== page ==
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Childhood and adolescent lymphoid and myeloid leukemia.

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  • 1Department of Hematology-Oncology, St. Jude Children's Research Hospital, Memphis, TN 38105-2794, USA.

Abstract

Remarkable progress has been made in the past decade in the treatment and in the understanding of the biology of childhood lymphoid and myeloid leukemias. With contemporary improved risk assessment, chemotherapy, hematopoietic stem cell transplantation and supportive care, approximately 80% of children with newly diagnosed acute lymphoblastic leukemia and 50% of those with myeloid neoplasm can be cured to date. Current emphasis is placed not only on increased cure rate but also on improved quality of life. In Section I, Dr. Ching-Hon Pui describes certain clinical and biologic features that still have prognostic and therapeutic relevance in the context of contemporary treatment programs. He emphasizes that treatment failure in some patients is not due to intrinsic drug resistance of leukemic cells but is rather caused by suboptimal drug dosing due to host compliance, pharmacodynamics, and pharmacogenetics. Hence, measurement of minimal residual disease, which accounts for both the genetic (primary and secondary) features of leukemic lymphoblasts and pharmacogenomic variables of the host, is the most reliable prognostic indicator. Finally, he contends that with optimal risk-directed systemic and intrathecal therapy, cranial irradiation may be omitted in all patients, regardless of the presenting features. In Section II, Dr. Martin Schrappe performs detailed analyses of the prognostic impact of presenting age, leukocyte count, sex, immunophenotype, genetic abnormality, early treatment response, and in vitro drug sensitivity/resistance in childhood acute lymphoblastic leukemia, based on the large database of the Berlin-Frankfurt-M√ľnster consortium. He also succinctly summarizes the important treatment components resulting in the improved outcome of children and young adolescents with this disease. He describes the treatment approach that led to the improved outcome of adolescent patients, a finding that may be applied to young adults in the second and third decade of life. Finally, he believes that treatment reduction under well-controlled clinical trials is feasible in a subgroup of patients with excellent early treatment response as evidenced by minimal residual disease measurement during induction and consolidation therapy. In Section III, Dr. Raul Ribeiro describes distinct morphologic and genetic subtypes of acute myeloid leukemia. The finding of essentially identical gene expression profiling by DNA microarray in certain specific genetic subtypes of childhood and adult acute myeloid leukemia suggests a shared leukemogenesis. He then describes the principles of treatment as well as the efficacy and toxicity of various forms of postremission therapy, emphasizing the need of tailoring therapy to both the disease and the age of the patient. Early results suggest that minimal residual disease measurement can also improve the risk assessment in acute myeloid leukemia, and that cranial irradiation can be omitted even in those with central-nervous-system leukemia at diagnosis. In Section IV, Dr. Charlotte Niemeyer describes a new classification of myelodysplastic and myeloproliferative diseases in childhood, which has greatly facilitated the diagnosis of myelodysplastic syndromes and juvenile myelomonocytic leukemia. The recent discovery of somatic mutations in PTPN11 has improved the understanding of the pathobiology and the diagnosis of juvenile myelomonocytic leukemia. Together with the findings of mutations in RAS and NF1 in the other patients, she suggests that pathological activation of RAS-dependent pathways plays a central role in the leukemogenesis of this disease. She then describes the various treatment approaches for both juvenile myelomonocytic leukemia and myelodysplastic syndromes in the US and Europe, emphasizing the differences between childhood and adult cases for the latter group of diseases. She also raises some controversial issues regarding treatment that will require well-controlled international clinical trials to address.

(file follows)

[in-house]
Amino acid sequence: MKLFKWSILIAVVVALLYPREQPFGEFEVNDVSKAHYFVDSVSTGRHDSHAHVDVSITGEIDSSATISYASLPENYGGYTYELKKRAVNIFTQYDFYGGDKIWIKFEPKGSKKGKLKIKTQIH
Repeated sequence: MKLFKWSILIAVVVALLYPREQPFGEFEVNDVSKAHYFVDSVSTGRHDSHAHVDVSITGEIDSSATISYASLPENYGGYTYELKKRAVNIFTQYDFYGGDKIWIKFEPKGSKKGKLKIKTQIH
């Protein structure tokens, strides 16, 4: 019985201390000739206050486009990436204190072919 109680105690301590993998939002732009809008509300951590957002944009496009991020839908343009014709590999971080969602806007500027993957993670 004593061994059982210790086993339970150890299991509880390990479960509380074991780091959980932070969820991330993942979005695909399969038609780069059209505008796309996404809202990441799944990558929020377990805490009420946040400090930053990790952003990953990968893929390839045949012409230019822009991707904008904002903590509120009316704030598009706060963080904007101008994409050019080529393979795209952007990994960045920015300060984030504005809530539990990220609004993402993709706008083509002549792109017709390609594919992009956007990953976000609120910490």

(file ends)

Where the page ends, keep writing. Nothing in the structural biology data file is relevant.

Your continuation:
PMID:
15561680
[PubMed - indexed for MEDLINE]
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